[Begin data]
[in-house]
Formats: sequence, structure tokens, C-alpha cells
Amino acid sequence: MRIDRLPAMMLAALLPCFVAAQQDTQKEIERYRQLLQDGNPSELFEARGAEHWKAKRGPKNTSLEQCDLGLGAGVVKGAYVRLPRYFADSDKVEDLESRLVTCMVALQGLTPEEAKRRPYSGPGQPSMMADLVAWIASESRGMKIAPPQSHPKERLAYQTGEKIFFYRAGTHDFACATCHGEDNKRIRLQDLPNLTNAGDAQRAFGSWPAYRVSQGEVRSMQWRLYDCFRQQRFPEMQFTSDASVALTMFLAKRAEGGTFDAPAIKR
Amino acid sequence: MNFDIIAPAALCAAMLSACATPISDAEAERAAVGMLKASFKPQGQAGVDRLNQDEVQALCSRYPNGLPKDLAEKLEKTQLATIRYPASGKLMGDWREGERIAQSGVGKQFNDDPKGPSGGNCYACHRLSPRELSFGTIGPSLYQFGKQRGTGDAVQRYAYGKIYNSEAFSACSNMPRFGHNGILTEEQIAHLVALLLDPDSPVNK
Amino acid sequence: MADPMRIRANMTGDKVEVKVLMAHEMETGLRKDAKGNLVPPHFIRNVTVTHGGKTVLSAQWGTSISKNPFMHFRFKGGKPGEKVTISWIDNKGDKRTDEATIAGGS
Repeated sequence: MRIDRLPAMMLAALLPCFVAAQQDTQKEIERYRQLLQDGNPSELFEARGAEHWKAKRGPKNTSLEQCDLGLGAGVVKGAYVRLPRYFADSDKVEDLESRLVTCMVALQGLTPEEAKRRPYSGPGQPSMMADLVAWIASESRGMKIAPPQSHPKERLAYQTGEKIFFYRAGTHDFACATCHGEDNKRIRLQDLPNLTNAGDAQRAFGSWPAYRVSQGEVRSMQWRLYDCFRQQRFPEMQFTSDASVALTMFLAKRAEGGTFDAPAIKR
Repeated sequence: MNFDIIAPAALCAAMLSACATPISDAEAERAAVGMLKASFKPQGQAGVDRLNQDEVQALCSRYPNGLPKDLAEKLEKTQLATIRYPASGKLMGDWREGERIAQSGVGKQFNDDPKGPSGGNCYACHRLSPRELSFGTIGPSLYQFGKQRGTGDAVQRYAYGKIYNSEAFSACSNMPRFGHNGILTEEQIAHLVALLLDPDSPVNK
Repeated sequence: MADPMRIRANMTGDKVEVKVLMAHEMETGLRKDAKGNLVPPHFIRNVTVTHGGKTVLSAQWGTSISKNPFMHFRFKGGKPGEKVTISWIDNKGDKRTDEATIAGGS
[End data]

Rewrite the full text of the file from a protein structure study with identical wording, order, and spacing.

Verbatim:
[in-house]
Formats: sequence, structure tokens, C-alpha cells
Amino acid sequence: MRIDRLPAMMLAALLPCFVAAQQDTQKEIERYRQLLQDGNPSELFEARGAEHWKAKRGPKNTSLEQCDLGLGAGVVKGAYVRLPRYFADSDKVEDLESRLVTCMVALQGLTPEEAKRRPYSGPGQPSMMADLVAWIASESRGMKIAPPQSHPKERLAYQTGEKIFFYRAGTHDFACATCHGEDNKRIRLQDLPNLTNAGDAQRAFGSWPAYRVSQGEVRSMQWRLYDCFRQQRFPEMQFTSDASVALTMFLAKRAEGGTFDAPAIKR
Amino acid sequence: MNFDIIAPAALCAAMLSACATPISDAEAERAAVGMLKASFKPQGQAGVDRLNQDEVQALCSRYPNGLPKDLAEKLEKTQLATIRYPASGKLMGDWREGERIAQSGVGKQFNDDPKGPSGGNCYACHRLSPRELSFGTIGPSLYQFGKQRGTGDAVQRYAYGKIYNSEAFSACSNMPRFGHNGILTEEQIAHLVALLLDPDSPVNK
Amino acid sequence: MADPMRIRANMTGDKVEVKVLMAHEMETGLRKDAKGNLVPPHFIRNVTVTHGGKTVLSAQWGTSISKNPFMHFRFKGGKPGEKVTISWIDNKGDKRTDEATIAGGS
Repeated sequence: MRIDRLPAMMLAALLPCFVAAQQDTQKEIERYRQLLQDGNPSELFEARGAEHWKAKRGPKNTSLEQCDLGLGAGVVKGAYVRLPRYFADSDKVEDLESRLVTCMVALQGLTPEEAKRRPYSGPGQPSMMADLVAWIASESRGMKIAPPQSHPKERLAYQTGEKIFFYRAGTHDFACATCHGEDNKRIRLQDLPNLTNAGDAQRAFGSWPAYRVSQGEVRSMQWRLYDCFRQQRFPEMQFTSDASVALTMFLAKRAEGGTFDAPAIKR
Repeated sequence: MNFDIIAPAALCAAMLSACATPISDAEAERAAVGMLKASFKPQGQAGVDRLNQDEVQALCSRYPNGLPKDLAEKLEKTQLATIRYPASGKLMGDWREGERIAQSGVGKQFNDDPKGPSGGNCYACHRLSPRELSFGTIGPSLYQFGKQRGTGDAVQRYAYGKIYNSEAFSACSNMPRFGHNGILTEEQIAHLVALLLDPDSPVNK
Repeated sequence: MADPMRIRANMTGDKVEVKVLMAHEMETGLRKDAKGNLVPPHFIRNVTVTHGGKTVLSAQWGTSISKNPFMHFRFKGGKPGEKVTISWIDNKGDKRTDEATIAGGS